Known for stickers, stencils, and wheatpastes filled with defiance and socio-political activism, Eddie Colla is an American street artist and designer, whose works can be seen throughout public spaces in San Francisco Bay Area, Los Angeles, and Miami. A powerful collection of expressions, his work illustrates how individuals on both sides of the fence react to the constant threat of social and political desire for conformity. His visions of people in the throes of isolation, oppression and conformity are multi-layered and crafted in an assembly of aesthetic retinal fantasy. Subtly defiant, his visual imagery allies itself against the forces that stain what lies deep in the heart of all his work - a celebration and a passion for freedom. Portrayed characters are often donned in surgical mask and gloves, a metaphor that infers protectiveness against not only the physical but also psychological reverberations of our society and the oppressive forces, representing a dynamic of fear and protection.
He studied at the School of Visual Arts in New York before graduating from the California College of Arts with a BFA in photography/interdisciplinary fine arts in 1991. Practicing photography at the start of his career, the artist worked for the New York Times and numerous ad agencies, record labels, and magazines. After 15 years, Colla has morphed into one who counters the all-pervasive nature of commercialism in public spaces. Since 2005, his stencils and wheatpastes can be seen in public spaces in Miami, Los Angeles, and, of course, the Bay Area. He first got into the national spotlight in 2008, when his street art began incorporating images of presidential candidate Barack Obama. Subsequently, his constantly growing popularity landed him features in six published books (so far), wide attention on internet blogs, and participation in the "Manifest Hope Art Gallery" shows at the 2008 Democratic National Convention and at the Presidential Inauguration in Washington D.C.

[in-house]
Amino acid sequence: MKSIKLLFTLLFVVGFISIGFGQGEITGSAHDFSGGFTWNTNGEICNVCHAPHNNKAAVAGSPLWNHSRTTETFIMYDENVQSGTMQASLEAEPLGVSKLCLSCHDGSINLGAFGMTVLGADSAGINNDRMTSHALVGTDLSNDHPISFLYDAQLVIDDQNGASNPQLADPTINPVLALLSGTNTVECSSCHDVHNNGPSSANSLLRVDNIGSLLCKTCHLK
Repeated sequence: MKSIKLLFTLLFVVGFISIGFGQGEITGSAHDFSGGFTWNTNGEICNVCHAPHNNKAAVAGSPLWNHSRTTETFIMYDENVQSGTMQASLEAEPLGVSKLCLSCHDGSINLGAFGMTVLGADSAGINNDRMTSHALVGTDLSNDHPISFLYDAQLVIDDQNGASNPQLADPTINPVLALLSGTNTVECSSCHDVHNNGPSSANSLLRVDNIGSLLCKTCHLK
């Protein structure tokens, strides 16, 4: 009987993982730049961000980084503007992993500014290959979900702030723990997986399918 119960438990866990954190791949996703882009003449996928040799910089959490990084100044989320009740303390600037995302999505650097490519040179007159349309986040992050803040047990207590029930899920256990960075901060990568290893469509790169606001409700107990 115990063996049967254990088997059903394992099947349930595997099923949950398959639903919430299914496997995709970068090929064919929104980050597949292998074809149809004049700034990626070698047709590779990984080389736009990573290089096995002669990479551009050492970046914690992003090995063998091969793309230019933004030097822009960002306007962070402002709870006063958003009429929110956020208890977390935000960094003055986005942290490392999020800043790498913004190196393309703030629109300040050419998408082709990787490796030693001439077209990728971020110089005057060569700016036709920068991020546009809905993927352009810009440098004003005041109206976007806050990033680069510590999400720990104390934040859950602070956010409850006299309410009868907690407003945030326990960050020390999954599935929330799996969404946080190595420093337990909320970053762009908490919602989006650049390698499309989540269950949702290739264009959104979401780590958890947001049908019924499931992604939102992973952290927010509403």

In Colla’s own words: “There is a visual conversation that takes place on the streets of urban environments. This conversation is dominated primarily by advertising and utilitarian signage and assumes passive participation. Whether invited or not I am going to participate in this conversation. Public spaces were never intended to be coated from top to bottom with photos of consumer products. These spaces should, in some manner, reflect the culture that thrives in that space.” He realizes that some people consider what he does to be vandalism, and he openly admits that he’s a vandal (although he prefers the term “graphic criminal”). His assumption is that people object because he alters the landscape without explicit permission – the response is brutally honest and somewhat tragic: “Advertising perpetually alters our environment without the permission of its inhabitants. The only difference is that advertisers pay for the privilege to do so and I don’t. So if you’re going to call me anything, it is more accurate to call me a thief.”
Sadly, one of the main principles today is: “It’s only stealing if you get caught.” Individuals creating original art and content are quite exposed to this kind of ill-behavior. Colla is no excuse. After creating one of his best-known works titled Greatness, where he added a powerful and inspiring message (If you want to achieve greatness stop asking for permission), he found himself completely stunned upon discovering that Walmart has taken the visuals of this masterpiece, labeled it as Banksy’s work, and are selling it openly. The feeling of irony is exponentially increased by the fact that he made a piece about individuals controlling their own fate and not making their success contingent on the approval of others – just so it could get adopted by a neo-feudal corporation like Walmart. Nevertheless, because his art visually challenges the viewers to question their environment and thoughts on pressing social issues and individually draw their own conclusions about how they think things ought to be, Eddie Colla has rightfully earned his place on our list Ten Bay Area Artists You Need To Know.
Featured image: Eddie Colla – Air City
All images courtesy of the artist